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January 25, 2012 / Wythe

Flatland

RPG design brainstorm: Has anyone ever made a game or scenario based on the classic math-novel Flatland: A Romance of Many Dimensions (and its many sequels)? You could play Triangles, Squares, Circles… Women would be the best fighters (pointy). You could start with an Amazonian rebellion of the triangles… Spheres could be either angelic or Lovecraftian… The rules would be, well, simplified…

From Wikipedia:

Men are portrayed as polygons whose social status is determined by their regularity and the number of their sides; a Circle is considered to be the “perfect” shape. On the other hand, females consist only of lines and are required by law to sound a “peace-cry” as they walk, because when a line is coming towards an observer in a 2-D world, her body appears merely as a point. The Square talks of accounts where men have been stabbed to death (both accidentally and on purpose) by women. This explains the need for separate doors for women and men in buildings.

In the world of Flatland, classes are distinguished using the “Art of Hearing,” the “Art of Feeling” and the “Art of Sight Recognition.” Classes can be distinguished by the sound of one’s voice, but the lower classes have more developed vocal organs, enabling them to feign the voice of a polygon or even a circle. Feeling, practised by the lower classes and women, determines the configuration of a person by feeling one of their angles. The “Art of Sight Recognition,” practiced by the upper classes, is aided by “Fog,” which allows an observer to determine the depth of an object. With this, polygons with sharp angles relative to the observer will fade out more rapidly than polygons with more gradual angles. Colour of any kind was banned in Flatland after Isosceles workers painted themselves to impersonate noble Polygons. The Square describes these events and the ensuing war of reaction at length.

The population of Flatland can “evolve” through the “Law of Nature,” which states: “a male child shall have one more side than his father, so that each generation shall rise (as a rule) one step in the scale of development and nobility. Thus the son of a Square is a Pentagon; the son of a Pentagon, a Hexagon; and so on.”

This rule is not the case when dealing with isosceles triangles (Soldiers and Workmen). The smallest angle of an isosceles triangle gains thirty arcminutes (half a degree) each generation. Additionally, the rule does not seem to apply to many-sided polygons; the sons of several hundred-sided polygons will often develop fifty or more sides more than their parents.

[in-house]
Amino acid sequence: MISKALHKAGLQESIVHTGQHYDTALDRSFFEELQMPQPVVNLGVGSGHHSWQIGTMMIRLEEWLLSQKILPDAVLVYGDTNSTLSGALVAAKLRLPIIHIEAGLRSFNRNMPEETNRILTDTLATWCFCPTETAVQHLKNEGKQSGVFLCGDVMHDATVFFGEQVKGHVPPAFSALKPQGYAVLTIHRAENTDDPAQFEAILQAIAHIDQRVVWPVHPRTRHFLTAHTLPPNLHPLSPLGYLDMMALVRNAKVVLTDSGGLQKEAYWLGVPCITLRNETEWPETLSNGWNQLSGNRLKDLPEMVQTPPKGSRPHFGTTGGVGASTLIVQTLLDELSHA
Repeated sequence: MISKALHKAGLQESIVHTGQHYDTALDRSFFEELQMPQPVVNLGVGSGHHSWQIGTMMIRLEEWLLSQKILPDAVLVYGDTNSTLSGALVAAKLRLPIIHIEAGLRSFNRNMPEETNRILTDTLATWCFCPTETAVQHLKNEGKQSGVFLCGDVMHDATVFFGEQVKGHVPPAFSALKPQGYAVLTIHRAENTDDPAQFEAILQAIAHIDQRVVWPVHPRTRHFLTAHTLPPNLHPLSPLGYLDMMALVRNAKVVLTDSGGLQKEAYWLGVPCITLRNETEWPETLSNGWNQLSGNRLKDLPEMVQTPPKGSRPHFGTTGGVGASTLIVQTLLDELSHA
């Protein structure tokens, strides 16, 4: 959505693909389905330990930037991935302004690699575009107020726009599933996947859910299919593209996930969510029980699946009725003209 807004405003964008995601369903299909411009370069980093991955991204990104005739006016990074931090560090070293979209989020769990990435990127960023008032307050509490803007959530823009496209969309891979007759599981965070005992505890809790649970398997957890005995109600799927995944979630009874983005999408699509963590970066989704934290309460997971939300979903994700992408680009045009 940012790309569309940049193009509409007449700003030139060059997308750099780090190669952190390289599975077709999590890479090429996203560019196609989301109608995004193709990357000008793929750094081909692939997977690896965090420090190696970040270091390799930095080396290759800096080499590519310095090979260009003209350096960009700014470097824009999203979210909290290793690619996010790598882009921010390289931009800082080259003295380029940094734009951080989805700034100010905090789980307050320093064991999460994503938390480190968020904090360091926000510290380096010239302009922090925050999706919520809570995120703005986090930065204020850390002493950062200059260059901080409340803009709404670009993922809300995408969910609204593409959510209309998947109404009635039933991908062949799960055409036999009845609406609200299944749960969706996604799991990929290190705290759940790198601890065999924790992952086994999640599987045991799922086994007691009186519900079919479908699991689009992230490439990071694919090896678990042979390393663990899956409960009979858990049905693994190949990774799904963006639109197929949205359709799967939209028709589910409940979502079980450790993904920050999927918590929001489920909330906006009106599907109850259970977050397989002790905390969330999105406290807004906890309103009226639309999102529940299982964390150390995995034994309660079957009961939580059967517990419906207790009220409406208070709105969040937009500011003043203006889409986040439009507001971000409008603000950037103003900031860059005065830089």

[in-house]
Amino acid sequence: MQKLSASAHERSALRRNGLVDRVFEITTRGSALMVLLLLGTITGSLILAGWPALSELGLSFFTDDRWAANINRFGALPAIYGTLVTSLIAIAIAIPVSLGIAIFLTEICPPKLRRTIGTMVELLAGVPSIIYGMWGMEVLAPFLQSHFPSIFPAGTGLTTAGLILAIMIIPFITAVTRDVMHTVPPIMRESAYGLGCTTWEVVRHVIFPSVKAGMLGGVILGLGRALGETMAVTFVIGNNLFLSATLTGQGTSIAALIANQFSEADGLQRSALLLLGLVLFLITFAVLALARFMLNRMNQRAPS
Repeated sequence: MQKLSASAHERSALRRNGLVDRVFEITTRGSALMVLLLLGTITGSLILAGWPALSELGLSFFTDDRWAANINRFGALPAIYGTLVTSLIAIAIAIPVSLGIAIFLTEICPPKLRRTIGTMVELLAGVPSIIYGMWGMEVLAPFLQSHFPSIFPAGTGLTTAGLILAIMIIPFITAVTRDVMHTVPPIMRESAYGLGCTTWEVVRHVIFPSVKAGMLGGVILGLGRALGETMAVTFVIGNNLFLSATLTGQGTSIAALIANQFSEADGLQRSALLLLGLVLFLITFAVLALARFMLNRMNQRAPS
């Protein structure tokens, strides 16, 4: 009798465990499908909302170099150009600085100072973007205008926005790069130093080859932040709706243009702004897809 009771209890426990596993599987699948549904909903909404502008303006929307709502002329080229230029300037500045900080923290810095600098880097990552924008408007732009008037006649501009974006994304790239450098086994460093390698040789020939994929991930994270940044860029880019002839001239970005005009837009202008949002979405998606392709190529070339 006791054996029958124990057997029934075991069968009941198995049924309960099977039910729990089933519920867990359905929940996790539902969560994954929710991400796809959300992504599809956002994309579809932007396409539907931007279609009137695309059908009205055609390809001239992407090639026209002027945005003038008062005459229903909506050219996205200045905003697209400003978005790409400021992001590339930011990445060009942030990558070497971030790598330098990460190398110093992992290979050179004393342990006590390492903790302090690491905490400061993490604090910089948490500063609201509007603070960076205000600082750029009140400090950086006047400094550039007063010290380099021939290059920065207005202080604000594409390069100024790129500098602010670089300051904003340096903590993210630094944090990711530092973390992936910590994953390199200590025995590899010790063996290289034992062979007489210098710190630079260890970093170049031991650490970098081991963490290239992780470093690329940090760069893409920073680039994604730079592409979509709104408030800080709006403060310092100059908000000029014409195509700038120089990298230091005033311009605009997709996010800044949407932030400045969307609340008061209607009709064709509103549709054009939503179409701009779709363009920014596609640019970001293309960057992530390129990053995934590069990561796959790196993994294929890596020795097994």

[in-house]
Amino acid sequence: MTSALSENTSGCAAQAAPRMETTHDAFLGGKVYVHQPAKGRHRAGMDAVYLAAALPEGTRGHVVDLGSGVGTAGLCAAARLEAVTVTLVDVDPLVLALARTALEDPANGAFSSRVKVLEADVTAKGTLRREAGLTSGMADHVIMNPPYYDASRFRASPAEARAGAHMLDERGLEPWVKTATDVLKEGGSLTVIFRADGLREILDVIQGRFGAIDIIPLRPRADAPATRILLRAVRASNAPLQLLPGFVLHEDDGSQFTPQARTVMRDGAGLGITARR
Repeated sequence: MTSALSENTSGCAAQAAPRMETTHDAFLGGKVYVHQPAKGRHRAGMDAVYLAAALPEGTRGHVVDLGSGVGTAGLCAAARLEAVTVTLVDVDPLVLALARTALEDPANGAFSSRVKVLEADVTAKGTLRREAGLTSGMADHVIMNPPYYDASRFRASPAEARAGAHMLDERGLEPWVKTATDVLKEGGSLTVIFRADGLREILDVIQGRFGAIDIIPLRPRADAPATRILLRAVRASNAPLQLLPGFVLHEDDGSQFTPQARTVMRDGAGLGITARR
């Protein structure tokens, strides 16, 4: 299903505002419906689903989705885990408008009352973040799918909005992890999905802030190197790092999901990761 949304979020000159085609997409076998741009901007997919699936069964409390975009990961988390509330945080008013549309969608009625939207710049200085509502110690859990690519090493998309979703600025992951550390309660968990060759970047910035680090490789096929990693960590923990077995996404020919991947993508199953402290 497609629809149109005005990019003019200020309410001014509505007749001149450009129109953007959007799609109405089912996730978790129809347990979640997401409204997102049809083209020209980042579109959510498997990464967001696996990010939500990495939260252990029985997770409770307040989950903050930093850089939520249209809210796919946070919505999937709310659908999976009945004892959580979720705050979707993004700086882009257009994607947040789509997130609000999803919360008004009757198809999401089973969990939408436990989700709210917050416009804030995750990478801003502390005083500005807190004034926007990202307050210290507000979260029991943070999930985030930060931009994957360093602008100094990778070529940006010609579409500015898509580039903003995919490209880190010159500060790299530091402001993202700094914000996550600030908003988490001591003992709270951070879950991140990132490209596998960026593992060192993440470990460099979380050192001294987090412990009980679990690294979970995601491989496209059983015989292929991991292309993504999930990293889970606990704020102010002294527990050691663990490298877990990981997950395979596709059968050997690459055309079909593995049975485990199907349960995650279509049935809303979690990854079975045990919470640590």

An equilateral Triangle is a member of the craftsman class. Squares and Pentagons are the “gentlemen” class, as doctors, lawyers, and other professions. Hexagons are the lowest rank of nobility, all the way up to (near) circles, who make up the priest class. The higher-order polygons have much less of a chance of producing sons, preventing Flatland from being overcrowded with noblemen.

Regular polygons were considered in isolation until chapter 7 of the book when the issue of irregularity, or physical deformity, became considered. In a two dimensional world a regular polygon can be identified by a single angle and/or vertex. In order to maintain social cohesion, irregularity is to be abhorred, with moral irregularity and criminality cited, “by some” (in the book), as inevitable additional deformities, a sentiment concurred by the author, a Square. If the error of deviation is above a stated amount, the irregular polygon faces euthanasia; if below, he becomes the lowest rank of civil servant. An irregular polygon is not destroyed at birth, but allowed to develop to see if the irregularity could be “cured” or reduced. If the deformity could not be corrected then the irregular should be “painlessly and mercifully consumed.”

A house in Flatland:

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